A gunman walks into a public building and begins to shoot indiscriminately into the crowd. His goal is utilitarian: He wants to inflict the most harm and create the most panic possible within the crowd. He has no specific target other than the symbolic nature of the venue he is attacking—a symbol worthy of his violent outrage. The gunman sees no faces of his victims; instead, he sees hapless enablers of a status quo that he finds immoral, repugnant, and evil.
This could easily have described what transpired in Paris a few weeks ago or what happened in Colorado Springs just the other day. Despite their similarities, one keyword will not be used equally in their description.That word is “terrorism.”
Since 9/11, the American consciousness has created a unique space for how we define terrorism. When it comes to violent jihadists, the use of the term has been easily applied and leveraged with reckless abandon. Al Qaeda, the Taliban, Hezbollah, ISIS—these are terrorists. Though these groups differ in tactics, governance, and mission, Americans don’t equivocate on this label.
However, the definition of terrorism starts to fumble in its clarity when applied to violence at home. In response to the violence of Robert Lewis Dear, Jared Lee Loughner, Dylann Roof, James Holmes, and many other American citizens responsible for mass violence, public leaders and talking heads appear gun shy to throw out the word “domestic terrorism.”
Why is this?
The Department of Justice defines terrorism as “violent acts” intended to “intimidate or coerce a civilian population… influence the policy of a government… or affect the conduct of a government by mass destruction, assassination, or kidnapping.” The distinction between international and domestic terrorism is mostly the point of origin.
Loughner intended to assassinate a political figure. Roof wanted to incite a race war in the United States. Though speculative at this point, initial accounts of Dear highlight his deep-seeded outrage about abortion. It would seem based on their motives, these individuals could be easily classified as terrorists—but that's not the case.
So then what makes one case of mass violence an act of terrorism and others not?
Many proponents of prosecuting Dear et. al. as “domestic terrorists” point out that most of these perpetrators are white males, hinting that ethnic and religious bigotry are warping our perception of terrorism. The difference between a mass shooter and a terrorist is a matter of skin color or what church he attends, they argue.Though they may have a point as to how these events are covered in the media, law enforcement numbers tell a different story.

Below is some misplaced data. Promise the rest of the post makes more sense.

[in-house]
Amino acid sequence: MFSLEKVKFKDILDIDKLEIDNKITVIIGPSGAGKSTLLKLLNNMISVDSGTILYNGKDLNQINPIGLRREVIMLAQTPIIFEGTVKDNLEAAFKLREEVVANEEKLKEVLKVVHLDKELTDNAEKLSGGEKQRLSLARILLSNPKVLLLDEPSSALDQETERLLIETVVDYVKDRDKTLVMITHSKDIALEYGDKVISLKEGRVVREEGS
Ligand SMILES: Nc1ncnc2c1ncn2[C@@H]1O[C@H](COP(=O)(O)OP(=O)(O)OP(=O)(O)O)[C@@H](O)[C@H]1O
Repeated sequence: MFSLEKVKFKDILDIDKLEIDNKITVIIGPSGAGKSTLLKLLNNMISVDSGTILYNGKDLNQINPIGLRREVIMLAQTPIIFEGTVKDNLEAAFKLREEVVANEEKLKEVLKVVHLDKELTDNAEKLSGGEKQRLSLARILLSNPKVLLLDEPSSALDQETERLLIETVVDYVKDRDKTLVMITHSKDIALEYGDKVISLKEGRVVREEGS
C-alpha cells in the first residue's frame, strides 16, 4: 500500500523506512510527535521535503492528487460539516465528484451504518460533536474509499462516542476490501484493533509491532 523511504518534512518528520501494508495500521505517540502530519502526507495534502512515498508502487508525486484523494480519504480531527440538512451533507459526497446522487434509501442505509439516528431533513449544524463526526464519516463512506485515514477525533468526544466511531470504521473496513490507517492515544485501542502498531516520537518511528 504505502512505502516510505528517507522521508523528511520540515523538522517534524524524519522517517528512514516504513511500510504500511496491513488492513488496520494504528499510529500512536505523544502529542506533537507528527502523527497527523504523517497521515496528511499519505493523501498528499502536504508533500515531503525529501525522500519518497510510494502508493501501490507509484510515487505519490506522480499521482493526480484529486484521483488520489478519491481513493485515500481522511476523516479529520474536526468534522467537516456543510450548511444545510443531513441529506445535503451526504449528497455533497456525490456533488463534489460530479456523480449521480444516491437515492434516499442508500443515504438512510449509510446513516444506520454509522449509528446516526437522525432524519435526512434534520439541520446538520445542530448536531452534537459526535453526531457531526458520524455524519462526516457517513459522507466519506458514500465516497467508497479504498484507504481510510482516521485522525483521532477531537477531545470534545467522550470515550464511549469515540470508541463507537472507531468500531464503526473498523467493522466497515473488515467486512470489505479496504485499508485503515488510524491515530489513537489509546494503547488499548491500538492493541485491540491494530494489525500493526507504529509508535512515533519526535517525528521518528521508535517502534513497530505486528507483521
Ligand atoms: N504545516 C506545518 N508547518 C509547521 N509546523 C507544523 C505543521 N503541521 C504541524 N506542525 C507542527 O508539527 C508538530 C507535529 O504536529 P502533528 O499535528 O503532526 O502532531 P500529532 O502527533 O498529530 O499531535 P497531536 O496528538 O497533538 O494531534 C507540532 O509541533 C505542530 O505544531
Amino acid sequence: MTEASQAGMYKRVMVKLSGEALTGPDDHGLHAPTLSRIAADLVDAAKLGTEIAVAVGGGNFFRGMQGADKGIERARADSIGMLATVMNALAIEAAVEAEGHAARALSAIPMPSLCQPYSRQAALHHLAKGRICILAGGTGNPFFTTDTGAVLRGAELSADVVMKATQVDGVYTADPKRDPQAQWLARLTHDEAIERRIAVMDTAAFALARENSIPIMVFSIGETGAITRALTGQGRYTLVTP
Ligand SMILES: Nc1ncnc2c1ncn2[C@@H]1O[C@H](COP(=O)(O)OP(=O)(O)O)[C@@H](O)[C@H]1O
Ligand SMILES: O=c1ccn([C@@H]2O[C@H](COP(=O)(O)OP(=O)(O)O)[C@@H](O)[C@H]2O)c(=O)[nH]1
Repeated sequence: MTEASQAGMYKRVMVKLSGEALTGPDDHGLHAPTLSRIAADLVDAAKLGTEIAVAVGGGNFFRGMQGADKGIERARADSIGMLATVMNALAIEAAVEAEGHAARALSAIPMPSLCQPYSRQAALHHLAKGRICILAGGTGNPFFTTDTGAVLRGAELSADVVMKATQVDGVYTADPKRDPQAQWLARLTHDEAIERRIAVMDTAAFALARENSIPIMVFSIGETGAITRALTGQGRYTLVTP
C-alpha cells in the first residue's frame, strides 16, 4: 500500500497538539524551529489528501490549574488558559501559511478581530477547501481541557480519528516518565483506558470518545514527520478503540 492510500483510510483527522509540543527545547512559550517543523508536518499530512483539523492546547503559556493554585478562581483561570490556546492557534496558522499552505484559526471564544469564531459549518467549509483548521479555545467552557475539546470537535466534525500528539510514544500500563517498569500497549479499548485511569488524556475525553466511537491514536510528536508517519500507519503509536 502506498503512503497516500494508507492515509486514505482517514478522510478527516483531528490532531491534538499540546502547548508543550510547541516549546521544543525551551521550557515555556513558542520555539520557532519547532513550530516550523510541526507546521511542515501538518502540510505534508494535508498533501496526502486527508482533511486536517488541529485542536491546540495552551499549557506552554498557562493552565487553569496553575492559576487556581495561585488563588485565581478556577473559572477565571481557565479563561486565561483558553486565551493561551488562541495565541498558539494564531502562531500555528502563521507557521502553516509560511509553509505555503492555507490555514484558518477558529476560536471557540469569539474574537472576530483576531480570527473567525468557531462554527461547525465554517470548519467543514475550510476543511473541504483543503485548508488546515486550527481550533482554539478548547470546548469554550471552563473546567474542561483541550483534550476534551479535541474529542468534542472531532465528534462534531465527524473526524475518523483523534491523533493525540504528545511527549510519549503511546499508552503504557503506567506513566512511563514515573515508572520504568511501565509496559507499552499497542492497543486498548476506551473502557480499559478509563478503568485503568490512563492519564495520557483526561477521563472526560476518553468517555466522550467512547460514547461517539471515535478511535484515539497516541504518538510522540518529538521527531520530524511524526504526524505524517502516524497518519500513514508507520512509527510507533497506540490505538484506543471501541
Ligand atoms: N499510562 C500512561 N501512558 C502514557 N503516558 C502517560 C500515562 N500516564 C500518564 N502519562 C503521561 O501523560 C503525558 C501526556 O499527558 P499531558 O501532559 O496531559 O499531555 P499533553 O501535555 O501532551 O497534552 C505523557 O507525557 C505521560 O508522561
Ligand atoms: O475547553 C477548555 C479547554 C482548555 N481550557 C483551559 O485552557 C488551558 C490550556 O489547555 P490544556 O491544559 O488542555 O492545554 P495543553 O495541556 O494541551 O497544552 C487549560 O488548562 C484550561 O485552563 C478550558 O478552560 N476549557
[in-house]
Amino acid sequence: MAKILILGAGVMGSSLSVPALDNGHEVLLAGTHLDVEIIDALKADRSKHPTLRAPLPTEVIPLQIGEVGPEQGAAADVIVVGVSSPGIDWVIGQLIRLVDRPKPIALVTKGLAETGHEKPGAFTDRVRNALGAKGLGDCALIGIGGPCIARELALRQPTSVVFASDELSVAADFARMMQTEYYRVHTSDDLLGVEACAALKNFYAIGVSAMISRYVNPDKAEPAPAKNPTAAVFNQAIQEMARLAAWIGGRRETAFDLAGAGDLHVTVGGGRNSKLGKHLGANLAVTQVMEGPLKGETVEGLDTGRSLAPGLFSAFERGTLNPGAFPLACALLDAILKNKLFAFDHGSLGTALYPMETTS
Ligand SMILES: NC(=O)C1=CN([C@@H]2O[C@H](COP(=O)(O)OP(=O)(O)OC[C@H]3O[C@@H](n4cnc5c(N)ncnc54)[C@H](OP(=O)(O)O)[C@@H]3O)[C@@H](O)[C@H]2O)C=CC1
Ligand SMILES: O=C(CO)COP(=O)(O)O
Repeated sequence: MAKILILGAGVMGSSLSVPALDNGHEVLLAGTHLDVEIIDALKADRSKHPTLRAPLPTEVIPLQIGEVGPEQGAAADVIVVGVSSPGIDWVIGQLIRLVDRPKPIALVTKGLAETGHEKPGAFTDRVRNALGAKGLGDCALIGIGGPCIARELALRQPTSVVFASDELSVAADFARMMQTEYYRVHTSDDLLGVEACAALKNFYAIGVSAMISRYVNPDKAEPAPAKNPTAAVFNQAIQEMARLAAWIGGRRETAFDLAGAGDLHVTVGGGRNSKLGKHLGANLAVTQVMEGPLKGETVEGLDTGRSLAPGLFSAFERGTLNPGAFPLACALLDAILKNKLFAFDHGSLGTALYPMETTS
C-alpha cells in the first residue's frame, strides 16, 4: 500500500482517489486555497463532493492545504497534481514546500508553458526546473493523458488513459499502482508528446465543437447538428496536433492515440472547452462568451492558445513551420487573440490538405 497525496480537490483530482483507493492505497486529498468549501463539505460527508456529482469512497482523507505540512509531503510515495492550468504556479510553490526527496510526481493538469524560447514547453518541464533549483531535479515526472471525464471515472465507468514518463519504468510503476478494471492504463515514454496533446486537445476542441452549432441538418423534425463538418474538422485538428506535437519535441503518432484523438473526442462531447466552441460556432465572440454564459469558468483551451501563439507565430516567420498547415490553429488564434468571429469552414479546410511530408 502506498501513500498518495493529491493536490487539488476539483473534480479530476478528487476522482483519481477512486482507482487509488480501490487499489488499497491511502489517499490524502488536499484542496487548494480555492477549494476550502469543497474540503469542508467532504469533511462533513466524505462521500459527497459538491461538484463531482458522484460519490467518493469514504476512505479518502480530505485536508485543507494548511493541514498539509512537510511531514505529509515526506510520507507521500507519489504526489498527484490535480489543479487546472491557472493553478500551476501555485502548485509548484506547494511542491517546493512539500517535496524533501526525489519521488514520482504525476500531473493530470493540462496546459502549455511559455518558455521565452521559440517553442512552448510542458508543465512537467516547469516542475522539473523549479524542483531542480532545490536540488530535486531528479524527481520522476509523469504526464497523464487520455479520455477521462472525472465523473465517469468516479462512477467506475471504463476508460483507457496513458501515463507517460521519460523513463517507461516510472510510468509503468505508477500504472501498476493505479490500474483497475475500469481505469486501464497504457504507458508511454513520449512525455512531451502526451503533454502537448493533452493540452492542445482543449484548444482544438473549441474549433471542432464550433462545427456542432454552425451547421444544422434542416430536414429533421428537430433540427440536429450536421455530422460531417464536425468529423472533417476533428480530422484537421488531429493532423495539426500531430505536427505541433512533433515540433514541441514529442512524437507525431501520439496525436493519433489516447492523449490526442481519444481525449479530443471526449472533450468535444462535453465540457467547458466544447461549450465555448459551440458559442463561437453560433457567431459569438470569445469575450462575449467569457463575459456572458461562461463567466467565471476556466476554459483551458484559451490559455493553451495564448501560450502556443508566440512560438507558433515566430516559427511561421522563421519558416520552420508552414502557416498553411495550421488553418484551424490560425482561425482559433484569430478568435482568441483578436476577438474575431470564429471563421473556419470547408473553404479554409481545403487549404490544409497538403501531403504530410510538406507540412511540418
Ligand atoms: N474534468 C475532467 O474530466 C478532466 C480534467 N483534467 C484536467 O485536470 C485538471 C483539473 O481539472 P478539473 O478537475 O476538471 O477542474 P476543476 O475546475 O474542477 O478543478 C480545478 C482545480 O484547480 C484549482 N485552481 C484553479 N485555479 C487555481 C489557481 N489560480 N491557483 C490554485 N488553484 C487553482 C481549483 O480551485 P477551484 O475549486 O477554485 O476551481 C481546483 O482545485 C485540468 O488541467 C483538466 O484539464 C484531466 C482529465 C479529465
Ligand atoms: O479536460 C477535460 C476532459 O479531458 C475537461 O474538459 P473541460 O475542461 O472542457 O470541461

A FBI report on terrorism demonstrates that the majority of domestic terrorism in the U.S. since 2002 was not carried out by jihadist groups, but rather by “special interest extremists active in the animal rights and environmental movements.”
It’s difficult to quantify the multifaceted nature of terrorism, but estimates range between 2.5 to 10 percent of domestic terrorism cases involving “Islamic extremists.” This indicates that an overwhelming majority of domestic terrorism investigations target non-Muslim actors.
Furthermore, the largest case of domestic terrorism to occur in the United States was facilitated by white males: Timothy McVeigh and Terry Nichols. Both were formally tried and convicted on terrorism charges.
So does the weapon used determine whether or not something is classified as terrorism?
The Boston Marathon bombing was easily defined as a case of terrorism due to the murderous hardware used to carry out the attack. In the pile of federal charges amassed against Dzhokhar Tsarnaev, the use of “a weapon of mass destruction” (namely, his homemade bombs) is specified under U.S. criminal codes for terrorism.
But the same cannot be said about mass violence through the barrel of a gun. Mass shootings don’t automatically count as terrorism according to the DOJ’s code. If a charge is not specifically codified (such as bombs being a WMD, but not guns), prosecutors have to demonstrate “aggravating factors” to make a case about terrorism.
As a result, many aren’t going to take on the challenge of defining a nebulous crime in the court room. The goal of a prosecutor is to put somebody behind bars, and asking a jury to define a tenuous term like terrorism runs the risk of weakening the case made by the state. First-degree murder is cut and dry; terrorism isn’t.
Furthermore, judging by how divisive the issue of guns is to the American public, finding consensus on how we differentiate between “domestic terrorism” and “mass shootings” will not likely occur in the near future.
Keep in mind that there was an actual debate on classifying the 2009 Fort Hood shootings as a case of “domestic terrorism” versus “workplace violence.” Also, one can imagine the political theater that will occur if gun lobby catches wind of any effort to codify any firearm as a WMD.
But wait—if guns don’t equate to terrorism, then can it be argued that the Paris attacks weren’t terrorism then? Or what about the Charlie Hebdo or Fort Hood shootings for that matter? Though bombs were used during the Paris attacks, the majority of the bloodshed occurred via rifle: Of the 130 killed during the attacks, 128 died from fatal gunshot wounds.
Bullets claimed more lives than shrapnel. Yet, American public officials—including the majority of current presidential candidates—did not hesitate in using the word “terrorism” to describe what transpired on that horrific day.
The argument being made here is not one calling for more legislation. It’s not a plea for more gun control or a more aggressive prosecution of these heinous crimes.
Instead, I would like to pose a more critical question: If we cannot adequately define terrorism—specifically how it is carried out domestically in the United States—then how do expect to ever “win a war” against it internationally?